Israeli author Dorit Rabinyan poses with her Hebrew-language novel titled 'Gader Haya' (known in English as 'Borderlife') on Dec. 31, 2015, at her house in the coastal city of Tel Aviv. Israel's Education Minister Naftali Bennett has disqualified Rabinyan's novel, that describes a love story between an Israeli woman and a Palestinian man, for use in advanced literature classes in Israeli high schools. Getty Images/AFP/GIL COHEN MAGEN

Israel’s education ministry on Thursday ruled against the inclusion of a novel about the love affair between a Jewish woman and a Palestinian man in the country’s high school curriculum, reportedly over fears that it might encourage intermarriage between Jews and non-Jews. The book — a novel named “Borderlife” by the Israeli writer Dorit Rabinyan — was published in 2014, and received Israel’s prestigious Bernstein literary prize in 2015.

“Adolescent youth tend to romanticize and don't have, in many cases, the systematic point of view that includes considerations about preserving the identity of the nation and the significance of assimilation,” Dalia Fenig, an education ministry official who heads the committee responsible for the decision, reportedly said. “Even in the state school system, many parents would strongly object to having their son/daughter study the novel and would view it as a violation of the bond of trust between parents and the school system.”

Fenig also added that at a time of heightened tensions between Israelis and Palestinians — with nearly 150 people, mostly Palestinians, killed over the past three months in recurring violence in the West Bank — the book “could do more harm than good.”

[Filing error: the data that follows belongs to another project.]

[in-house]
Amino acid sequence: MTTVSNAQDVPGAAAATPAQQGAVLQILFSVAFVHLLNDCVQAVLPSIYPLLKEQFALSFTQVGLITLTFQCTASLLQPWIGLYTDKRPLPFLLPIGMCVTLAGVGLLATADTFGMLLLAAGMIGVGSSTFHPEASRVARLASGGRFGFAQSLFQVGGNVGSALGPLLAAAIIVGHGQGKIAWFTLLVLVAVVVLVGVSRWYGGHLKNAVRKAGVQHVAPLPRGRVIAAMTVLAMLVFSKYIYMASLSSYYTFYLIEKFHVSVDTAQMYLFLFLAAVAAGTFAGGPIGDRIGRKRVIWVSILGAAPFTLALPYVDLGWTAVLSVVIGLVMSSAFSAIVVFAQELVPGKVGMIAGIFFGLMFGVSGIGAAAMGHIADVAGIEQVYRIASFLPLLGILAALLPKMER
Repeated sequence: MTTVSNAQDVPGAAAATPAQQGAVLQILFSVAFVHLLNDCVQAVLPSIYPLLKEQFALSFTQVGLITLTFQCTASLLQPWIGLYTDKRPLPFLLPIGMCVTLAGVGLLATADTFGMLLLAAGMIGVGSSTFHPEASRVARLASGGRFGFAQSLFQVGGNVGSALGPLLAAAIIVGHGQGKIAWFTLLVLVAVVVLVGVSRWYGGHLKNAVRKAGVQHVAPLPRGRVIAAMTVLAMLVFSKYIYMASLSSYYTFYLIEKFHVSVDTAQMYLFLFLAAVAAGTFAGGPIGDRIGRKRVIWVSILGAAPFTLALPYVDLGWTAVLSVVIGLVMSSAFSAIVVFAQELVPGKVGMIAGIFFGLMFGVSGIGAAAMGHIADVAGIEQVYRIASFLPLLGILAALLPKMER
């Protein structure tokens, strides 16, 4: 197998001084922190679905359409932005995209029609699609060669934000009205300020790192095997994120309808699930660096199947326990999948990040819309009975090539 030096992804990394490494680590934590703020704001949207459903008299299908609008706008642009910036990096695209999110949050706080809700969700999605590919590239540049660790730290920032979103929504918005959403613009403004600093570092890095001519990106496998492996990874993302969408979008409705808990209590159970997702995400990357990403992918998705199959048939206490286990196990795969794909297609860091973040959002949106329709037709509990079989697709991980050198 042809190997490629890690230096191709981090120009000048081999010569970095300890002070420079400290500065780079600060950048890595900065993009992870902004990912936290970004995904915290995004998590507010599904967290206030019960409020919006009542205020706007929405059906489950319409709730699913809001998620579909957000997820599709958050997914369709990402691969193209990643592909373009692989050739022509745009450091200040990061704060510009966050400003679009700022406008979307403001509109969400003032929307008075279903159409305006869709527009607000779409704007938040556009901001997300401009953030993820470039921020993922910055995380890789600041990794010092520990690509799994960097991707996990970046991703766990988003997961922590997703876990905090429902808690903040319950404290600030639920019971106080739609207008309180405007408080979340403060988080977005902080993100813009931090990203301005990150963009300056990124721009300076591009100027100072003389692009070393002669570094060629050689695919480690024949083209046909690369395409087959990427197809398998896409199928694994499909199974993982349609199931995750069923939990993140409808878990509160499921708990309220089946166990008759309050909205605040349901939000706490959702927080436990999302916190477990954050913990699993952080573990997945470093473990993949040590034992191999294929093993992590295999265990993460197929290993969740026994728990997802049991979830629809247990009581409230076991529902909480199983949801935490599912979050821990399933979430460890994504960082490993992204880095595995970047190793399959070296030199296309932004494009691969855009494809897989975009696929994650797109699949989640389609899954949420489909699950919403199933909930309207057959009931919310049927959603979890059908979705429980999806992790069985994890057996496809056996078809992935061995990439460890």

“Intimate relations, and certainly the available option of institutionalizing them by marriage and starting a family — even if that does not happen in the story — between Jews and non-Jews, are seen by large portions of society as a threat on the separate identities,” Fenig reportedly said.

The book tells the story of an Israeli woman from Tel Aviv who falls in love with a Palestinian born in the West Bank city of Hebron after a chance encounter in New York. According to Rabinyan, the story attempts to mirror the complexity of life in Israel.

“The two heroes spend a winter overseas and manage to get to know each other in great detail, something that could not happen on the disputed land,” Rabinyan told Israel Radio. “Perhaps their ability to surmount the obstacles of the Middle East conflict is what threatens the education ministry.”

While Israel’s Education Minister Naftali Bennett, who leads the right-wing Jewish Home party, said he supported the decision, other Israeli politicians, including Isaac Herzog of the center-left Zionist Union, slammed the move.

“Tell me, are the People of the Book afraid of books? Are the People of the Book afraid of stories?” Herzog wrote on Facebook Thursday. “This is a dark worldview that does not believe in the judgment of the public, or a younger generation that is much more involved than previous generations.”